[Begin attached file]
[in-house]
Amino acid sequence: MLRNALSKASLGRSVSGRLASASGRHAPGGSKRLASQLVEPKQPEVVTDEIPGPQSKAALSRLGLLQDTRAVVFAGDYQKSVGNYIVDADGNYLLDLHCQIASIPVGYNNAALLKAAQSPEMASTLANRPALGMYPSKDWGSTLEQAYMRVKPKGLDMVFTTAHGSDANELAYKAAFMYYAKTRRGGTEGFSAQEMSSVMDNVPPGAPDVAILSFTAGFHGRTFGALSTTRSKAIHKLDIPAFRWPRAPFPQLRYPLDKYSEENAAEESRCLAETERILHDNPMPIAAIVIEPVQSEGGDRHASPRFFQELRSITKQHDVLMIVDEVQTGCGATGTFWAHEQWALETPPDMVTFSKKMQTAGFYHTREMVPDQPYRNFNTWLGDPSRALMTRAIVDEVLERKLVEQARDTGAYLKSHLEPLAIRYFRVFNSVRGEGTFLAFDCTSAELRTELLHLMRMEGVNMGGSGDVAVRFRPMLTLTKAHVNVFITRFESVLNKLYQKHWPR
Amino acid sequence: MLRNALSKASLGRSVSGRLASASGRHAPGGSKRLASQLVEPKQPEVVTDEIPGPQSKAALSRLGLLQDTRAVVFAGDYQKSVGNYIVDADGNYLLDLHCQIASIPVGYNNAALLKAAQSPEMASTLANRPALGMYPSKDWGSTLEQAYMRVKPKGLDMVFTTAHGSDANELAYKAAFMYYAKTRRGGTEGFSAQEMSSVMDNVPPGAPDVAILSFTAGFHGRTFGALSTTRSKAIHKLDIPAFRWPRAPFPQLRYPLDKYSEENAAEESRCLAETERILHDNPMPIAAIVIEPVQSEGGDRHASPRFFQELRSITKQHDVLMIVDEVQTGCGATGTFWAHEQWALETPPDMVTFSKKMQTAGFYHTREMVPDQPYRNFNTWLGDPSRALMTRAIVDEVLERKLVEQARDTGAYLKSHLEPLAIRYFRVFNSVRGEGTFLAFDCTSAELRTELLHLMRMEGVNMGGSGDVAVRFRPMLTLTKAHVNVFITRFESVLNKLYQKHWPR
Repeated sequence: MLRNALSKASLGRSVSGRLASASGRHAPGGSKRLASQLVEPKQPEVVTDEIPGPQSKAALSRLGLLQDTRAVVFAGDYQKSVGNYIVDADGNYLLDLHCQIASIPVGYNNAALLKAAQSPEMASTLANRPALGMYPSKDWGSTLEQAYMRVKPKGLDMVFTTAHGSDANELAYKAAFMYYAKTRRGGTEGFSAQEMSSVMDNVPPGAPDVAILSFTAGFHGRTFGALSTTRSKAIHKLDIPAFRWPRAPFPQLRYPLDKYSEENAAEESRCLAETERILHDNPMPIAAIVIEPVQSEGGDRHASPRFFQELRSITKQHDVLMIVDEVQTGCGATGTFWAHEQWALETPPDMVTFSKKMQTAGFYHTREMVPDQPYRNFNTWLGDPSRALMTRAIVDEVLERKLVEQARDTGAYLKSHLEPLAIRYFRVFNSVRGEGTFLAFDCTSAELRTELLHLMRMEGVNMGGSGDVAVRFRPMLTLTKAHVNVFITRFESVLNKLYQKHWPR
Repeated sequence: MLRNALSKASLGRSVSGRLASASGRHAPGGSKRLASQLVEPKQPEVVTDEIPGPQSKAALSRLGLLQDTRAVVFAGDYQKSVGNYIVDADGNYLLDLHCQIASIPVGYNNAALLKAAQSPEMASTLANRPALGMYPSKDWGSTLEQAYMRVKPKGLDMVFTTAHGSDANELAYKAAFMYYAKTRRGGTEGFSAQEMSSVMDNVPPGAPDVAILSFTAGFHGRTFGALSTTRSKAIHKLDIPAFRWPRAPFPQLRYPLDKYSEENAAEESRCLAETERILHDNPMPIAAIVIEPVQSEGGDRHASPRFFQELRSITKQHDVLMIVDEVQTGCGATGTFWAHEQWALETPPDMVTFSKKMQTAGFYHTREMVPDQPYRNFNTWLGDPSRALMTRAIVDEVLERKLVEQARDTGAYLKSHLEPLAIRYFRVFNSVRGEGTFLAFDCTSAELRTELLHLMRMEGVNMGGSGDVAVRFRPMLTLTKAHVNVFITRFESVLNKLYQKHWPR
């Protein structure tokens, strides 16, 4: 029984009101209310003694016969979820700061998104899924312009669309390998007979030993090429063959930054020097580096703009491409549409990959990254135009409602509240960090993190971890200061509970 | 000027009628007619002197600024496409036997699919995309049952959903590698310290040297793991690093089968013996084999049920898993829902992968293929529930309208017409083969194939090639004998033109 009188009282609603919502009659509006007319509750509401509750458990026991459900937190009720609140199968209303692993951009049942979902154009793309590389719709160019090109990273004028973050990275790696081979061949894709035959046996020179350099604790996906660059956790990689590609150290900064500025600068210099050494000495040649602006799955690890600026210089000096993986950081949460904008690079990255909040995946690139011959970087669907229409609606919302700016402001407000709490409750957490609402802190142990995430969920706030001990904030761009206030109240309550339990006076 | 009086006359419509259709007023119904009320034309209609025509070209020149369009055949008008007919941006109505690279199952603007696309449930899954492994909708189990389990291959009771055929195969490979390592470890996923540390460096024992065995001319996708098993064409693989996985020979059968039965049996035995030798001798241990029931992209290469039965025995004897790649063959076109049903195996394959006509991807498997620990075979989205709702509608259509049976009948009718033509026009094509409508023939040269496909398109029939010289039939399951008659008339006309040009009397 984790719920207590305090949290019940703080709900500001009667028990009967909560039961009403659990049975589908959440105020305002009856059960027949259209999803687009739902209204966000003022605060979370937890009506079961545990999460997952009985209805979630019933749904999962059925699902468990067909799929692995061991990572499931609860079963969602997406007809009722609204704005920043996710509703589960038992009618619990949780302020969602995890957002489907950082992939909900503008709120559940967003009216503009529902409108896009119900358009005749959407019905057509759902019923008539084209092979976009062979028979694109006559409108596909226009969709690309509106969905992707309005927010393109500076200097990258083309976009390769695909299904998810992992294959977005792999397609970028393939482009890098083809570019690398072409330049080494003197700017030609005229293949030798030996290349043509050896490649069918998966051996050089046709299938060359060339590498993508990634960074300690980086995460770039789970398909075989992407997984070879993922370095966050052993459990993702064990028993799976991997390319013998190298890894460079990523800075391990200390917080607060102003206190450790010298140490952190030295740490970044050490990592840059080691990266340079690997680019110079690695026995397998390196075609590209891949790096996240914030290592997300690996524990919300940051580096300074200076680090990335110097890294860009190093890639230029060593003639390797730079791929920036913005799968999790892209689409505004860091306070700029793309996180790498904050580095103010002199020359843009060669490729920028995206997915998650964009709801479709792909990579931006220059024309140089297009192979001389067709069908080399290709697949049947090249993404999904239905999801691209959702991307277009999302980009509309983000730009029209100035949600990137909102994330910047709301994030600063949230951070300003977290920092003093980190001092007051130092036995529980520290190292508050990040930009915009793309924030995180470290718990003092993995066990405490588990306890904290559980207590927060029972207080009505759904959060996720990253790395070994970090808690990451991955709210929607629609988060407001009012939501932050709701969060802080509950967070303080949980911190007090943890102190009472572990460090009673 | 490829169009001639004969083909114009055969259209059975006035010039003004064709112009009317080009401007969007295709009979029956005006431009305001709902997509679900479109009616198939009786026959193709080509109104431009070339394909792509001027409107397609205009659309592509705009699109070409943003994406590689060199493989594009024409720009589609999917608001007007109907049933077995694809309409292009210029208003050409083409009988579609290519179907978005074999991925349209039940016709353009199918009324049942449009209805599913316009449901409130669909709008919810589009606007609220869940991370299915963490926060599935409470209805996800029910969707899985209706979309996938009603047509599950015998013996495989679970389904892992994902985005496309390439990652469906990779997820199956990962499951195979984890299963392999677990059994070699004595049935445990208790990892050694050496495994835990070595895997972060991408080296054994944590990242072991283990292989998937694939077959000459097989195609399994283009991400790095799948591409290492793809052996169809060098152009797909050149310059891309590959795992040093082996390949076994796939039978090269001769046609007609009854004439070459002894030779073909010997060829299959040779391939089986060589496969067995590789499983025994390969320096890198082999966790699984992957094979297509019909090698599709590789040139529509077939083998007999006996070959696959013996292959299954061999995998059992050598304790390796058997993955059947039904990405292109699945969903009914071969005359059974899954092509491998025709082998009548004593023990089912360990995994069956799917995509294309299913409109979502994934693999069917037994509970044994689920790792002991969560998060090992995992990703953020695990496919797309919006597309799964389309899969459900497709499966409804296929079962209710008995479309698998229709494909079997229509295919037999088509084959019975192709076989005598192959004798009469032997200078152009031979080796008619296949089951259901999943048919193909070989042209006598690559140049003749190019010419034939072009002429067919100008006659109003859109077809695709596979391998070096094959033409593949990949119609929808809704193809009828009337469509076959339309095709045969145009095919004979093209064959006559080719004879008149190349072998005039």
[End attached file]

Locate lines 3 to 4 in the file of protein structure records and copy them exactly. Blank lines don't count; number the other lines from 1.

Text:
Amino acid sequence: MLRNALSKASLGRSVSGRLASASGRHAPGGSKRLASQLVEPKQPEVVTDEIPGPQSKAALSRLGLLQDTRAVVFAGDYQKSVGNYIVDADGNYLLDLHCQIASIPVGYNNAALLKAAQSPEMASTLANRPALGMYPSKDWGSTLEQAYMRVKPKGLDMVFTTAHGSDANELAYKAAFMYYAKTRRGGTEGFSAQEMSSVMDNVPPGAPDVAILSFTAGFHGRTFGALSTTRSKAIHKLDIPAFRWPRAPFPQLRYPLDKYSEENAAEESRCLAETERILHDNPMPIAAIVIEPVQSEGGDRHASPRFFQELRSITKQHDVLMIVDEVQTGCGATGTFWAHEQWALETPPDMVTFSKKMQTAGFYHTREMVPDQPYRNFNTWLGDPSRALMTRAIVDEVLERKLVEQARDTGAYLKSHLEPLAIRYFRVFNSVRGEGTFLAFDCTSAELRTELLHLMRMEGVNMGGSGDVAVRFRPMLTLTKAHVNVFITRFESVLNKLYQKHWPR
Repeated sequence: MLRNALSKASLGRSVSGRLASASGRHAPGGSKRLASQLVEPKQPEVVTDEIPGPQSKAALSRLGLLQDTRAVVFAGDYQKSVGNYIVDADGNYLLDLHCQIASIPVGYNNAALLKAAQSPEMASTLANRPALGMYPSKDWGSTLEQAYMRVKPKGLDMVFTTAHGSDANELAYKAAFMYYAKTRRGGTEGFSAQEMSSVMDNVPPGAPDVAILSFTAGFHGRTFGALSTTRSKAIHKLDIPAFRWPRAPFPQLRYPLDKYSEENAAEESRCLAETERILHDNPMPIAAIVIEPVQSEGGDRHASPRFFQELRSITKQHDVLMIVDEVQTGCGATGTFWAHEQWALETPPDMVTFSKKMQTAGFYHTREMVPDQPYRNFNTWLGDPSRALMTRAIVDEVLERKLVEQARDTGAYLKSHLEPLAIRYFRVFNSVRGEGTFLAFDCTSAELRTELLHLMRMEGVNMGGSGDVAVRFRPMLTLTKAHVNVFITRFESVLNKLYQKHWPR